Internet Rights and Principles Coalition

Session:

18 Dec 2017 - 12:15 to 13:15

#IGF2017, #DC

Report

[Read more session reports and live updates from the 12th Internet Governance Forum]

The session was organised with two aims. The first was to present the renewed Charter of Human Rights and Principles for the Internet and invite attendees to brainstorm current situations and ways to achieve more inclusive charter. The second was to gather more ideas, perspective cases, and educational scenarios from around the world which would continue to populate the Resource Guide as it moves forward.

Moderator, Ms Marianne Franklin, Co-chair of the Internet Rights and Principles Coalition (IRPC), opened the session. Co-moderator, Ms Hanane Boujemi, Co-Chair IRPC, offered an overview of outreach and educational work with the  Charter in the MENA region.

Franklin offered an overview of a new project which includes cases, potential scenarios, as well as focal points for capacity building and awareness raising around human rights and Internet governance for a broad range of communities, from international to local.

She said that as of now, the IRPC Charter is available in eight languages, and that the  Ten Internet Rights and Principles are available in 25 languages.  Franklin pointed out that the IRPC is one of the oldest dynamic coalitions of the IGF. The Charter is based on international norms, and the next step is to develop the Resource Guide, work on which started two years ago in a Law School in Syracuse. She stated that even though human rights have been officially recognised at the IGF as well as by the UN Human Rights Council, it has become ‘almost a truism to say that human rights apply online as well as offline’ when all the people working in the field in any of the sectors know from their work how hard it is to put this into practice in the online world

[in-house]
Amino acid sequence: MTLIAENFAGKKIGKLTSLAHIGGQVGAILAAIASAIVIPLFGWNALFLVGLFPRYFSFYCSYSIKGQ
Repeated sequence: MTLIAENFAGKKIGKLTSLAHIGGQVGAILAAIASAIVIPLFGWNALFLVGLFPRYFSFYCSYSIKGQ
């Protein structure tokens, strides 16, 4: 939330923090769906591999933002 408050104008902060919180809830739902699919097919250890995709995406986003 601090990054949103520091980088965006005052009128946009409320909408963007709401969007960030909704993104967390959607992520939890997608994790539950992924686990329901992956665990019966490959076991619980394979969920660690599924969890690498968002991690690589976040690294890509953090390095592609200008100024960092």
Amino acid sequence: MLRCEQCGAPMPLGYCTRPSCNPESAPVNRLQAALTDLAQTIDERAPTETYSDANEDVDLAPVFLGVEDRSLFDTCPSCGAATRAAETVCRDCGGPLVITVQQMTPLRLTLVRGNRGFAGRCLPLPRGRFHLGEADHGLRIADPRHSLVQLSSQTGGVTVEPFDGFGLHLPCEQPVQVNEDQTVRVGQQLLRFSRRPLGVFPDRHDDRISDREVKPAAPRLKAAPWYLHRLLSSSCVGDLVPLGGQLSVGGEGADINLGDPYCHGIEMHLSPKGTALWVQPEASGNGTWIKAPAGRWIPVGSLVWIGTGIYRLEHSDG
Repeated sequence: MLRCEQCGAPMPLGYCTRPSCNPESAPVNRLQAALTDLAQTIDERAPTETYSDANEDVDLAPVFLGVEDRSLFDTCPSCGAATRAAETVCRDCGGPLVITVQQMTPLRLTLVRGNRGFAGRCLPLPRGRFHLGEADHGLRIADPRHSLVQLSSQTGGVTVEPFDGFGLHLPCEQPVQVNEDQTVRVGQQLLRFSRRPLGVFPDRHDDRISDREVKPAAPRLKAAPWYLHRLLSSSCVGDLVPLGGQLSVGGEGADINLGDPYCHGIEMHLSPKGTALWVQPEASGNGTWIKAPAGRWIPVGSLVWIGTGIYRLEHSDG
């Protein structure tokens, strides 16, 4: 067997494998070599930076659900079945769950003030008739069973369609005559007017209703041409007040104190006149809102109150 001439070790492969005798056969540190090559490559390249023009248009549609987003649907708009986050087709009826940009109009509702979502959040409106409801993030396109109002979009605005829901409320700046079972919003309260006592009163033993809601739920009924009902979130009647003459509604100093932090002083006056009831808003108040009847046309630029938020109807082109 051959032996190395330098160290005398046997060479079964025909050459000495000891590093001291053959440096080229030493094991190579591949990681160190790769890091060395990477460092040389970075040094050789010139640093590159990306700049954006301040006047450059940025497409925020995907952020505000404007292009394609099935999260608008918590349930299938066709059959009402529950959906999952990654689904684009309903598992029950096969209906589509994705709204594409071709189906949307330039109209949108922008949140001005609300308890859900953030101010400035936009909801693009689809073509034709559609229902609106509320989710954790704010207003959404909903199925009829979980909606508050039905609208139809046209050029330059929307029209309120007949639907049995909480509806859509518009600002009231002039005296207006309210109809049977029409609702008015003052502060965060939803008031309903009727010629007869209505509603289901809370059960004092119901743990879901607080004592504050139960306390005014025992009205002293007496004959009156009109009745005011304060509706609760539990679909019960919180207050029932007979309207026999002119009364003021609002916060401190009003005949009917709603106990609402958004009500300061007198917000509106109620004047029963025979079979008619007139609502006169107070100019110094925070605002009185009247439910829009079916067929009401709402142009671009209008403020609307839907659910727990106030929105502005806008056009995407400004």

Boujemi, who helped with the translation of the IRP into Arabic, said that these documents also aim to enlighten communities, such as civil society, activists, and human rights activists, about the principles and what they mean for them in terms of their existing rights. She pointed out that throughout their work, they took an educational approach which is how governments in the Middle East are receptive to the content. They took the principles and built the campaign around them.

To trigger questions and suggestions from the attendees, Boujemi mentioned access to the Internet for refugees, as it is ‘important to have them in mind today in the times that we live in’.

Comments from the audience focused on the importance of being able to guarantee protection to those who seek it, in order to gain true access to technology. There was a  strong suggestion to underline the right to privacy for asylum seekers that are articulated in Articles 8 and 9, as well as the right to data protection. It was noted that female journalists are subject to misogyny online. The last intervention from the audience included three separate notes:  clearly state the right for association, which also means the right to organise in a trade union; speficially mention the right of privacy for workers; and privacy must not be a part of a trade-off basis service. ‘I need water, and the deal is that I will get water for free as long as I’m being watched all day and all night. The basic needs should never be a part of the trade-off.’

By Aida Mahmutović

 

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